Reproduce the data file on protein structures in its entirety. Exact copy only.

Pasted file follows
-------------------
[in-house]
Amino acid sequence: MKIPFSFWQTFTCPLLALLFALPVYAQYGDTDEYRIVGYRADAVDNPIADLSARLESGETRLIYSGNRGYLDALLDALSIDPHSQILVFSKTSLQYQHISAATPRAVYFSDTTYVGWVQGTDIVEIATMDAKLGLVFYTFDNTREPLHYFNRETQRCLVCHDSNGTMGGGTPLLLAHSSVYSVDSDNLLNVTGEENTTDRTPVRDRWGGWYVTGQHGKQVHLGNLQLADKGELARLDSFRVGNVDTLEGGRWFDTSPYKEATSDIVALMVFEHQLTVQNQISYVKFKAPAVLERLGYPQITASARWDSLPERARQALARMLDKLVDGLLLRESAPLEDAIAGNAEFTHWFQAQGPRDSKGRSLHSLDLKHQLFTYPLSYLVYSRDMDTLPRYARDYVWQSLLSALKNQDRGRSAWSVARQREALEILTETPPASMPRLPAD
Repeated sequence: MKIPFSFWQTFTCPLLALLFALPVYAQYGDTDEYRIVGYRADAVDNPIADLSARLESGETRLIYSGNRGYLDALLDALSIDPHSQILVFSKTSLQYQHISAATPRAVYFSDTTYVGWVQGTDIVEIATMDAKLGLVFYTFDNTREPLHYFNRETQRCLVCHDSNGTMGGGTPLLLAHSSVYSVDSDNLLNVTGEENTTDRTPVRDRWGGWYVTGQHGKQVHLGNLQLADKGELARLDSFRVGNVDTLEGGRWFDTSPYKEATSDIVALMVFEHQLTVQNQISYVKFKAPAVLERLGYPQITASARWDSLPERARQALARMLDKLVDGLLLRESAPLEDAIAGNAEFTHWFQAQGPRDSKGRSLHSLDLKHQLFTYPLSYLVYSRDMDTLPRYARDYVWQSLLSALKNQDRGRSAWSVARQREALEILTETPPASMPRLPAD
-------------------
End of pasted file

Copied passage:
[in-house]
Amino acid sequence: MKIPFSFWQTFTCPLLALLFALPVYAQYGDTDEYRIVGYRADAVDNPIADLSARLESGETRLIYSGNRGYLDALLDALSIDPHSQILVFSKTSLQYQHISAATPRAVYFSDTTYVGWVQGTDIVEIATMDAKLGLVFYTFDNTREPLHYFNRETQRCLVCHDSNGTMGGGTPLLLAHSSVYSVDSDNLLNVTGEENTTDRTPVRDRWGGWYVTGQHGKQVHLGNLQLADKGELARLDSFRVGNVDTLEGGRWFDTSPYKEATSDIVALMVFEHQLTVQNQISYVKFKAPAVLERLGYPQITASARWDSLPERARQALARMLDKLVDGLLLRESAPLEDAIAGNAEFTHWFQAQGPRDSKGRSLHSLDLKHQLFTYPLSYLVYSRDMDTLPRYARDYVWQSLLSALKNQDRGRSAWSVARQREALEILTETPPASMPRLPAD
Repeated sequence: MKIPFSFWQTFTCPLLALLFALPVYAQYGDTDEYRIVGYRADAVDNPIADLSARLESGETRLIYSGNRGYLDALLDALSIDPHSQILVFSKTSLQYQHISAATPRAVYFSDTTYVGWVQGTDIVEIATMDAKLGLVFYTFDNTREPLHYFNRETQRCLVCHDSNGTMGGGTPLLLAHSSVYSVDSDNLLNVTGEENTTDRTPVRDRWGGWYVTGQHGKQVHLGNLQLADKGELARLDSFRVGNVDTLEGGRWFDTSPYKEATSDIVALMVFEHQLTVQNQISYVKFKAPAVLERLGYPQITASARWDSLPERARQALARMLDKLVDGLLLRESAPLEDAIAGNAEFTHWFQAQGPRDSKGRSLHSLDLKHQLFTYPLSYLVYSRDMDTLPRYARDYVWQSLLSALKNQDRGRSAWSVARQREALEILTETPPASMPRLPAD